A Strong Constitution
At a time when America could use a goodwill ambassador, Burton Caine '52 may seem like an unlikely candidate. He has sued his country's government and spoken out against its actions. Because of that, people have called him anti-American and unpatriotic. But if people listen to him and learn from him, they will realize, he hopes, that they couldn't be more wrong.
For much of his career, Caine has presented to the world an embodiment of American liberty. The constitutional law expert at Temple University School of Law, who last year taught in China, has traveled to "virtually every country you can name" to spread the word and message of a document that belongs, he says, not just to America.
"I hope when I teach American constitutional law, people will not write it down because it's in a book. I hope it will govern their lives," said Caine. "The people who wrote the Constitution thought they were writing a constitution for the world. They rejected every single form of government they'd seen. They had a revolutionary idea: that the people are sovereign."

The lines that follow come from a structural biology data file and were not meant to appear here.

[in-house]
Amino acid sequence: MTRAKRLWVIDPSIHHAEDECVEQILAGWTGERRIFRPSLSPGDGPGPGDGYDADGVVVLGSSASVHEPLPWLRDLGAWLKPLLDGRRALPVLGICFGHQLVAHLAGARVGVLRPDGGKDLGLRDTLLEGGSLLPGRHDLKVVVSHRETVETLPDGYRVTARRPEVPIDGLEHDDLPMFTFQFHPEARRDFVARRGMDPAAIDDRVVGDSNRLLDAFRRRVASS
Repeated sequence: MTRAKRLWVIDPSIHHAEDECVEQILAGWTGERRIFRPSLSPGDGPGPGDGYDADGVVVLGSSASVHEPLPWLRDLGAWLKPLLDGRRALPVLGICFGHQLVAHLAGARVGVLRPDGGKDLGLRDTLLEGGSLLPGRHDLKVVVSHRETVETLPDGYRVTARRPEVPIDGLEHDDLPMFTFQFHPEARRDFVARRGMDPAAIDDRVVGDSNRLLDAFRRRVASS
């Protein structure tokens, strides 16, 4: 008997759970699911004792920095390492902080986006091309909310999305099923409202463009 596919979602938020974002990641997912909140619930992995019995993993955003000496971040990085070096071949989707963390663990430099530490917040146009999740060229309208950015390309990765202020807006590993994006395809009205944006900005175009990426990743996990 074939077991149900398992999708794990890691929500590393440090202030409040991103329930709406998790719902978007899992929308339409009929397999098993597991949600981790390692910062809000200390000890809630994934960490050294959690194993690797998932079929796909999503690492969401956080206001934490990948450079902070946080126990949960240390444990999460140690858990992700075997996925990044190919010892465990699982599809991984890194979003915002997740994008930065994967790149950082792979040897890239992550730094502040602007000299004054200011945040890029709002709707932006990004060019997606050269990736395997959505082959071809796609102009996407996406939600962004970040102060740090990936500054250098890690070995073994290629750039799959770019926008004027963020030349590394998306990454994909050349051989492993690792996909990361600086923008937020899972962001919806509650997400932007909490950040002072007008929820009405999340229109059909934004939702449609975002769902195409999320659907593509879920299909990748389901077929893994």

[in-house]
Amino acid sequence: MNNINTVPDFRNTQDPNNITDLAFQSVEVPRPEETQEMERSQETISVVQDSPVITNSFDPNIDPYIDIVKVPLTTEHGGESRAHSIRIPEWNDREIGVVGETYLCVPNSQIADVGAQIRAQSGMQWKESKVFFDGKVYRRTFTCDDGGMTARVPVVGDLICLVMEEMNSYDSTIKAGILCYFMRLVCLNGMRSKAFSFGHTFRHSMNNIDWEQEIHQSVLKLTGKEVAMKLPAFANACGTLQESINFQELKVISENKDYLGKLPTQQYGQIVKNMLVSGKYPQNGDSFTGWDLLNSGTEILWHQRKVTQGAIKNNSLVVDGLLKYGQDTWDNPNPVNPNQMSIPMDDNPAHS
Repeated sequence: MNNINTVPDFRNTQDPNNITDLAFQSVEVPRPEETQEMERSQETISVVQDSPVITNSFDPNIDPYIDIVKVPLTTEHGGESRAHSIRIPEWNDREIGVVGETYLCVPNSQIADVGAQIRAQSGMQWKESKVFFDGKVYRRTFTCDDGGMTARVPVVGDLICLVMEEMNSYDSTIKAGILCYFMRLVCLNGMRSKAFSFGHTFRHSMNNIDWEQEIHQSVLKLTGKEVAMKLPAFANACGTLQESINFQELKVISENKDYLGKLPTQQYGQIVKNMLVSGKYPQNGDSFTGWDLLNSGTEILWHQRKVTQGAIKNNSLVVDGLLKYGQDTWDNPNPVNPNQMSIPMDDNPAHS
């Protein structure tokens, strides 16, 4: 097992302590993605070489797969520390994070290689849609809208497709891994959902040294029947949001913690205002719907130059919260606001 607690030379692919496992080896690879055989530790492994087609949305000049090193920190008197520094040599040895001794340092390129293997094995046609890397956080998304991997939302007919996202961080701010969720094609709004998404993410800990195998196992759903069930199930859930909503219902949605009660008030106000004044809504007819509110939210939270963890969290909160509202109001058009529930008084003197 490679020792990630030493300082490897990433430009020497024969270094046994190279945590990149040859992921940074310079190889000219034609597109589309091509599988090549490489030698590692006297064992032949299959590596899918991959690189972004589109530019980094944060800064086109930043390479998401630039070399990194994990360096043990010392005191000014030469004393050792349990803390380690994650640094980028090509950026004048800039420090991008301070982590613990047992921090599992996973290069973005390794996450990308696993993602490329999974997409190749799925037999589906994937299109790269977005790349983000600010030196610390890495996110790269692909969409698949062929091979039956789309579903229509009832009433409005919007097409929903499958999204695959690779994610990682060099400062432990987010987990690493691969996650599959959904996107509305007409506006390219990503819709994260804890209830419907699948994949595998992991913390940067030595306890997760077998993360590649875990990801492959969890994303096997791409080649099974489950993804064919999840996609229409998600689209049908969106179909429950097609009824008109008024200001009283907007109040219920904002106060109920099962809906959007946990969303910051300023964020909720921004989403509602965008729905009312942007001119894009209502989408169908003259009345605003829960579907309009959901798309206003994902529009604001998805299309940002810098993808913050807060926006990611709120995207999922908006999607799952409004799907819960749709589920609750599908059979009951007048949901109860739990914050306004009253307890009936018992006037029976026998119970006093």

That idea is indeed revolutionary even today, as Caine has discovered in his travels. A Chinese law professor in Taiwan asked Caine, former general counsel for the Philadelphia ACLU, why he would sue the government in a country with such an exemplary constitution.
"It's the best question I've ever gotten because it forces me to confront the American system," he said. "The people who wrote the Constitution of the United States were people who were trying to identify the dangers to civil liberties, and they found it was government itself, all government, because government always abuses power."
Many people around the world and within its borders may not like the government, the president, or the policies of the United States, says Caine. But they are persuaded by its freedoms. "That is such an advertisement for this country it's amazing," he said. "That's a gift nobody has but us."
People are listening and understanding, one country at a time. After the terrorist attacks of September, Caine received an e-mail from one of his former students in China. America will survive, the message said. It's a strong country. It's a beacon of the world.
"I'm just hoping that something I said or something we did in class ignited that thought, because these people are going to be the future leaders of China," said Caine. "If they've learned that, I'd feel terrific."
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